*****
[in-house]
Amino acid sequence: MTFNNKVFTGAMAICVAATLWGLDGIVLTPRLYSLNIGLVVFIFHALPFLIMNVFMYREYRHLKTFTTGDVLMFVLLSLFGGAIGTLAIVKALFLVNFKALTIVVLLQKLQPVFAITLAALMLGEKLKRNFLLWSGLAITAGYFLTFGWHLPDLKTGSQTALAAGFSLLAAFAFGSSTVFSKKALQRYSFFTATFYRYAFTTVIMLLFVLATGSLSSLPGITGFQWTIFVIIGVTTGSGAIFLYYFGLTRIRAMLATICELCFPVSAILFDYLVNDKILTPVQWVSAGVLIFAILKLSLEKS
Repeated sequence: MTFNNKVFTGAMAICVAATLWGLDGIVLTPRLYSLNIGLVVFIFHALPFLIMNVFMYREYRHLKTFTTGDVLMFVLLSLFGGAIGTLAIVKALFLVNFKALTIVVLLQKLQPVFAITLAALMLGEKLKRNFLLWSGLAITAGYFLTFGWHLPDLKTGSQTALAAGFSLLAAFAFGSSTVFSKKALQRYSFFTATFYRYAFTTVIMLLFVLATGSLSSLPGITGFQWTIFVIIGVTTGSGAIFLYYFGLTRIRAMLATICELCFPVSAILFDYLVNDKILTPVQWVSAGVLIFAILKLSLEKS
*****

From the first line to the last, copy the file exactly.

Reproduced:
[in-house]
Amino acid sequence: MTFNNKVFTGAMAICVAATLWGLDGIVLTPRLYSLNIGLVVFIFHALPFLIMNVFMYREYRHLKTFTTGDVLMFVLLSLFGGAIGTLAIVKALFLVNFKALTIVVLLQKLQPVFAITLAALMLGEKLKRNFLLWSGLAITAGYFLTFGWHLPDLKTGSQTALAAGFSLLAAFAFGSSTVFSKKALQRYSFFTATFYRYAFTTVIMLLFVLATGSLSSLPGITGFQWTIFVIIGVTTGSGAIFLYYFGLTRIRAMLATICELCFPVSAILFDYLVNDKILTPVQWVSAGVLIFAILKLSLEKS
Repeated sequence: MTFNNKVFTGAMAICVAATLWGLDGIVLTPRLYSLNIGLVVFIFHALPFLIMNVFMYREYRHLKTFTTGDVLMFVLLSLFGGAIGTLAIVKALFLVNFKALTIVVLLQKLQPVFAITLAALMLGEKLKRNFLLWSGLAITAGYFLTFGWHLPDLKTGSQTALAAGFSLLAAFAFGSSTVFSKKALQRYSFFTATFYRYAFTTVIMLLFVLATGSLSSLPGITGFQWTIFVIIGVTTGSGAIFLYYFGLTRIRAMLATICELCFPVSAILFDYLVNDKILTPVQWVSAGVLIFAILKLSLEKS